How to Start Freelance Writing
Freelance writing can be a tough nugget to crack, but once you do it can be fruitful, and something you might love.
Have you ever had that awkward feeling of non-belonging when you were somewhere and all you wanted to do was leave? Maybe it was the first time you went to hang out with your significant other’s friends and felt out of place, or maybe it was that extra 30 seconds spent in silence with a stranger in the elevator.
This is how I started to feel about my full-time job last year. While I’m grateful to have a stable job and to earn enough to meet my needs, I still feel like I don’t belong, and I lack passion for what I do.
For the past 11 months, I’ve been having a love affair with freelance writing, and it’s fueling my desire to work again. I initially started picking up clients to earn some extra side-hustle money to put toward my debt.
As my freelance side gigs grew, I started to think: Hey, maybe I could do this full-time to support myself and be happy with work once again.
Who would have thought that its become a necessary creative outlet for me as well as a way to earn extra money. I’m more than willing to wake up early, stay up late and work weekends to build a solid clientele.
I’ve been amazed by how fast freelancing can progress your income and career. With a traditional employer, you have to work for an entire year to receive a 3-5 percent raise—if that. With freelance writing, you can receive an email from a potential client at 9am, and have a signed contract securing a 30 percent raise by noon.
But it’s not all simple. While I plan to leave my 9-5 job by the end of this year, there are quite a few challenges to solve.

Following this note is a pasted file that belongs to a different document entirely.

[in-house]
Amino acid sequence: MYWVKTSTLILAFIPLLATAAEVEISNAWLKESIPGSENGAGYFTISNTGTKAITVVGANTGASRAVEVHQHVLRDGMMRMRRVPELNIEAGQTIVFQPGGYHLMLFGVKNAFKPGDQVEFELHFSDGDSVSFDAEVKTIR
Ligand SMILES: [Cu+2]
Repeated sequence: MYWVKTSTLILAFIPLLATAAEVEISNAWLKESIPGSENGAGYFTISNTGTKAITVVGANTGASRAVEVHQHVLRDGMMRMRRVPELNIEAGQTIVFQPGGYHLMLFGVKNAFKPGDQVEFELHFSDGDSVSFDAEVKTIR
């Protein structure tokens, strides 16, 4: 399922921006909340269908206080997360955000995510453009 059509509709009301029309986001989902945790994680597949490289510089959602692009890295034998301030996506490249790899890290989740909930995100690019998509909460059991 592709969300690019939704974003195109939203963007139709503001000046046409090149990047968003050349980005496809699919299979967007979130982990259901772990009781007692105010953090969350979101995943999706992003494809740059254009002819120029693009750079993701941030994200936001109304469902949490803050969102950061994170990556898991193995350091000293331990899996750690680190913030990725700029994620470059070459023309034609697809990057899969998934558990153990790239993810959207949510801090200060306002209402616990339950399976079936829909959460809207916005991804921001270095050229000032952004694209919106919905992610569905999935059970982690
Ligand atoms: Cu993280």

It’s no secret that I can’t stand debt and really want mine gone. I spent most of my extra income last year paying off high-interest debt instead of saving. It felt great to pay off so much debt, but I felt extremely trapped when I started considering leaving my job because I was unable to save.
The reason why I’m preparing to leave my full-time job instead of just taking the leap now is because I would feel super irresponsible. I’ve heard you should have at least six to 12 months of expenses saved before you quit your job depending on your circumstances.
I doubt I will save this much, but I am going to split my extra income between savings and debt payments so I can make significant progress in both areas.
Being the breadwinner in my household and having a child makes me both aware and nervous about my financial future.
My fiancé has a steady income and I doubt I would lose every single client I have all at once, so I’m actually not worried about having a five-figure savings account by the time I make the leap.
However, I do want to feel confident that my family will live comfortably, and I can still work toward my financial goals.
Initially, I wanted to have all my debt paid off before I decided to quit my job, but then I asked myself something: What am I working toward and why?
When I think about why I want to become debt free, I think about being able to make more decisions for myself without my debt holding me back. I also think about not putting up with anyone else’s crap. That includes being unhappy at work.
Life is so short and I want the freedom to leave any situation I don’t like or doesn’t bring me happiness.
Crossing my Financial T’s and Dotting Those I’s
I recently drew up a bare bones budget to help me determine how much I needed to bring in each month to meet my basic needs, pay bills and cover a few extra random expenses. It turns out I can live perfectly fine with $1600 per month.
If I were to work from home, I would lower my fuel expenses and be able to take my son out of after-school care which would save me around $250 per month. I would need to consider accounting for freelance taxes. Since I already contribute to my retirement and pay for medical and dental insurance on my own— there would be no big surprise there.
Overall, the planning process has allowed me to transition from feeling irresponsible and nervous to feeling a mix of excitement and hopefulness. Isn’t that what financial empowerment is all about?